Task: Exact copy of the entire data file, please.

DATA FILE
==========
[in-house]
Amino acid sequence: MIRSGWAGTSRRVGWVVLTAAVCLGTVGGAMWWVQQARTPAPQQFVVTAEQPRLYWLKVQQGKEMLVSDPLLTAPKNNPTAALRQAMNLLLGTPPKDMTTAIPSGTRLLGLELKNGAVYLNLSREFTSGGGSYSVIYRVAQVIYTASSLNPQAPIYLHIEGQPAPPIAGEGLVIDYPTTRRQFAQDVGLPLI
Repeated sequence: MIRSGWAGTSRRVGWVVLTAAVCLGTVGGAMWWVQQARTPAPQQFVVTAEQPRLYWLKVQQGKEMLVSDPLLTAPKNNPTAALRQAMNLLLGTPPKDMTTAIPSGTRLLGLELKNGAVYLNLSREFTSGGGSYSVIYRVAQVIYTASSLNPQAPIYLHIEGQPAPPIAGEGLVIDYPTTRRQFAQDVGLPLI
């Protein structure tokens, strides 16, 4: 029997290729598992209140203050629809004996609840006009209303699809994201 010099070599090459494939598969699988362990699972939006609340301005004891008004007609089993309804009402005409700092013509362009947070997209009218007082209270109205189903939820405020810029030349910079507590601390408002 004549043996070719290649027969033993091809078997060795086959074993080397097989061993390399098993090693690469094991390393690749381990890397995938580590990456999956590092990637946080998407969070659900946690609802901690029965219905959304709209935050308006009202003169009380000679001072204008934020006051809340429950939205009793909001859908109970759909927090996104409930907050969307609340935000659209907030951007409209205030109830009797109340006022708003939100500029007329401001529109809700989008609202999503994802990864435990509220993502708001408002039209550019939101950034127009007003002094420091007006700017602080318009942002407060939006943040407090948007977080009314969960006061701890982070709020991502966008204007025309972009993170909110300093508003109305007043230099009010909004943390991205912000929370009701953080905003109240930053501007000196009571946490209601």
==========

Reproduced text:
[in-house]
Amino acid sequence: MIRSGWAGTSRRVGWVVLTAAVCLGTVGGAMWWVQQARTPAPQQFVVTAEQPRLYWLKVQQGKEMLVSDPLLTAPKNNPTAALRQAMNLLLGTPPKDMTTAIPSGTRLLGLELKNGAVYLNLSREFTSGGGSYSVIYRVAQVIYTASSLNPQAPIYLHIEGQPAPPIAGEGLVIDYPTTRRQFAQDVGLPLI
Repeated sequence: MIRSGWAGTSRRVGWVVLTAAVCLGTVGGAMWWVQQARTPAPQQFVVTAEQPRLYWLKVQQGKEMLVSDPLLTAPKNNPTAALRQAMNLLLGTPPKDMTTAIPSGTRLLGLELKNGAVYLNLSREFTSGGGSYSVIYRVAQVIYTASSLNPQAPIYLHIEGQPAPPIAGEGLVIDYPTTRRQFAQDVGLPLI
């Protein structure tokens, strides 16, 4: 029997290729598992209140203050629809004996609840006009209303699809994201 010099070599090459494939598969699988362990699972939006609340301005004891008004007609089993309804009402005409700092013509362009947070997209009218007082209270109205189903939820405020810029030349910079507590601390408002 004549043996070719290649027969033993091809078997060795086959074993080397097989061993390399098993090693690469094991390393690749381990890397995938580590990456999956590092990637946080998407969070659900946690609802901690029965219905959304709209935050308006009202003169009380000679001072204008934020006051809340429950939205009793909001859908109970759909927090996104409930907050969307609340935000659209907030951007409209205030109830009797109340006022708003939100500029007329401001529109809700989008609202999503994802990864435990509220993502708001408002039209550019939101950034127009007003002094420091007006700017602080318009942002407060939006943040407090948007977080009314969960006061701890982070709020991502966008204007025309972009993170909110300093508003109305007043230099009010909004943390991205912000929370009701953080905003109240930053501007000196009571946490209601």